The outgoing Trump administration is using its final days to further escalate tensions with Beijing as it blacklists more Chinese firms, including one of the biggest global smartphone makers, Xiaomi, and oil giant CNOOC.
The Department of Defense expanded the list of Chinese companies with alleged military ties once again on Thursday. Xiaomi, the Commercial Aircraft Corp of China (COMAC), as well as seven other entities, have been deemed “Communist Chinese military companies.” The move means that US investors will have to divest their stakes in the affected firms in accordance with an executive order signed by US President Donald Trump in November.
Xiaomi recently beat its American rival Apple in global smartphones sales to become the world’s third-largest smartphone maker. The company denies any links to the Chinese military, insisting it only manufactures products for civilian and commercial use. Xiaomi also pledged to protect the interests of its shareholders as its stock fell around 10 percent on the news of the investment ban.
While oil major China National Offshore Oil Corp (CNOOC) was already placed under the investment ban, it was also added to the infamous Entity List on Thursday. The Commerce Department said that CNOOC was added to the economic blacklist for “helping China intimidate neighbors in the South China Sea.” The same order targeted state-owned Skyrizon, which the US agency says could make military items such as aircraft engines for its push “to acquire and indigenize foreign military technologies.”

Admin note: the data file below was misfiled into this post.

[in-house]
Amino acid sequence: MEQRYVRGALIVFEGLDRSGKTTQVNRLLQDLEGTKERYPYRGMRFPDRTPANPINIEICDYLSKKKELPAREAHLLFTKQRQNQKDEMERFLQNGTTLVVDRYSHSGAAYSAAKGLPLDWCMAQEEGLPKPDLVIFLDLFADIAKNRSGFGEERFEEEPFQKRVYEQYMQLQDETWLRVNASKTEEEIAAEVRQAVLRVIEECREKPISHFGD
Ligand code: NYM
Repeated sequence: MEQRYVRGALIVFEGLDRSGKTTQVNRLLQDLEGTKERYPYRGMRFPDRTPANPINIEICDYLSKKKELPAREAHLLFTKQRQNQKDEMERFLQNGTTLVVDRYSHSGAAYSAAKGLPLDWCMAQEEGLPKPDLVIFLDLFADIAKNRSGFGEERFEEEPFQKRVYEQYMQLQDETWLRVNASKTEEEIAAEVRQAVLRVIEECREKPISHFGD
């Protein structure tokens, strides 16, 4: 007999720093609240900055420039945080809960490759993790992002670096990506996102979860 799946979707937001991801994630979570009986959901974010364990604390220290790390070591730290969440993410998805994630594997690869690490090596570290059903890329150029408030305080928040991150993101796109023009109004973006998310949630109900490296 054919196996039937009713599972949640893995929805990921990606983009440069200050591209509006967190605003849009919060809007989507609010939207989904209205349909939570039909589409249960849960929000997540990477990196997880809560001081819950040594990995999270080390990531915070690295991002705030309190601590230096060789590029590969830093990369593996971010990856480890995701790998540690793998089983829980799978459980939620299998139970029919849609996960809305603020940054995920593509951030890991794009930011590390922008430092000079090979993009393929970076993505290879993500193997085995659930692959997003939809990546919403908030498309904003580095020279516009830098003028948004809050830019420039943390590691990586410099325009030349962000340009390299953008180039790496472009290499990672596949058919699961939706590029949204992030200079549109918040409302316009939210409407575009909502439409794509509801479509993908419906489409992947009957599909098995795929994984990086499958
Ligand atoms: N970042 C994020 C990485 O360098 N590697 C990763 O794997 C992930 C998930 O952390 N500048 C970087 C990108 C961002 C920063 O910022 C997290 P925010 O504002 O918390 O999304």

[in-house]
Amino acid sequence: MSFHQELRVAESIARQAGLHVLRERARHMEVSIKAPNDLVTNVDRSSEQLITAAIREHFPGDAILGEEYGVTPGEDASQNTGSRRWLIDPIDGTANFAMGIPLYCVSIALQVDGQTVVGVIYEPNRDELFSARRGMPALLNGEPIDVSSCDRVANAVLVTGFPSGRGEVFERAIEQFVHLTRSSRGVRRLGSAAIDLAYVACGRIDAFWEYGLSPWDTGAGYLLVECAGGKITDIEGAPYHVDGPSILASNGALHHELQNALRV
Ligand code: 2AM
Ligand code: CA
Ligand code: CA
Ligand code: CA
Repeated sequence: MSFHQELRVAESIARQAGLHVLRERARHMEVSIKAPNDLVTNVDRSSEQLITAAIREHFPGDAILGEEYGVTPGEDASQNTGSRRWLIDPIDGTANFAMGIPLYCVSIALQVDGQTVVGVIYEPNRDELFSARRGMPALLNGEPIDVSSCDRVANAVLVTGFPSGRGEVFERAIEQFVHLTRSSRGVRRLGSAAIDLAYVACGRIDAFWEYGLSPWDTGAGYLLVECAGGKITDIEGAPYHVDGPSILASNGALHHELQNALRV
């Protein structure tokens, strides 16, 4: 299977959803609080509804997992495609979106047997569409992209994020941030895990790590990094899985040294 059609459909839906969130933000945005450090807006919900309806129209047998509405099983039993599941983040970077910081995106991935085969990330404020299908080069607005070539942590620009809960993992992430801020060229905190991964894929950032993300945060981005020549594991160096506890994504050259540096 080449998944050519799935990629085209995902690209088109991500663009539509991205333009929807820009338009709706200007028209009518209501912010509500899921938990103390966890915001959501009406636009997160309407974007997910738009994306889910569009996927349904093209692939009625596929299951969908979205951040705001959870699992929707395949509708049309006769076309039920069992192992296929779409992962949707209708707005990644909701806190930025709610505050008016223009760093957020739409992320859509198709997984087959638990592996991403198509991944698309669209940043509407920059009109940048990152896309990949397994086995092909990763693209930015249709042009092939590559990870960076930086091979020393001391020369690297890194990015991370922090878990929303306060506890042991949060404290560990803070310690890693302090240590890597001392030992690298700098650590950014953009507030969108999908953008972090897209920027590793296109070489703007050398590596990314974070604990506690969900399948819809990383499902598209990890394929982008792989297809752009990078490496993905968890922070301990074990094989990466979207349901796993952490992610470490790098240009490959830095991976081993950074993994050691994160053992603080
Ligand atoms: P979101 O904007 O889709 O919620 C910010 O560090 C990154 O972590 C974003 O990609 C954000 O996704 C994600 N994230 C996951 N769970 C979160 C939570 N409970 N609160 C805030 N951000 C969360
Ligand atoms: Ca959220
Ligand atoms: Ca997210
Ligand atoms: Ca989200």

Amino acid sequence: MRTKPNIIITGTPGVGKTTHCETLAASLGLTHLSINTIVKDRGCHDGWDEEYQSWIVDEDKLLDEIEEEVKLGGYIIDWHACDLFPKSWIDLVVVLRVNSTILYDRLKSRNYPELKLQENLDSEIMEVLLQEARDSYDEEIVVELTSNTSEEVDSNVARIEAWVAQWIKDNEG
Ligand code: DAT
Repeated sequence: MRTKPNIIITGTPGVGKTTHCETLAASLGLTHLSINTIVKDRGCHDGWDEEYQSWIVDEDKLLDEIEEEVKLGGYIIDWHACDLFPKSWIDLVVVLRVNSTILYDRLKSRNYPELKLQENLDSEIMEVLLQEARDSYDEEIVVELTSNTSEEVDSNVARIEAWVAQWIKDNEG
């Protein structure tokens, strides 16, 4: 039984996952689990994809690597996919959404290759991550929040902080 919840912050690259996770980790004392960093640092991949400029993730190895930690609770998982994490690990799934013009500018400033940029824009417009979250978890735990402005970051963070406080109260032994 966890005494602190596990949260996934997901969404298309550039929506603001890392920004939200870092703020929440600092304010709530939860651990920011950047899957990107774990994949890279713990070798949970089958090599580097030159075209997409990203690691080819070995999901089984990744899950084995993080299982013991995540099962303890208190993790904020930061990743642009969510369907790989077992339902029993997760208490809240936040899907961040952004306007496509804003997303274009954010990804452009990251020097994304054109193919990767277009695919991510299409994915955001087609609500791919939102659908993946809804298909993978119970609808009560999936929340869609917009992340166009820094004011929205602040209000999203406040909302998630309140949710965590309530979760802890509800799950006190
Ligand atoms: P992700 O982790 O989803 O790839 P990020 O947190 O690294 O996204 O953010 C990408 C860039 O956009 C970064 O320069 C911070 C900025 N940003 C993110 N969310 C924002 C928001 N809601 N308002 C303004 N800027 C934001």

The blacklist includes Chinese tech giants Huawei and ZTE, as well as dozens of other companies. It forbids American businesses from dealing with blacklisted firms and transferring technology to them without special government permission. Despite the ban, Xiaomi has not been put on the Entity List. So, unlike Huawei, in theory it can acquire vital components like semiconductors, but it is unclear at this point how the military designation could further affect it.
Beijing has repeatedly warned Washington that it will protect the interests of its businesses. Earlier this month, it accused the US of abusing national security and state power “to suppress Chinese firms.” It also warned that these policies, which violate market rules, could backfire on foreign investors and could seriously undermine confidence in US capital markets.
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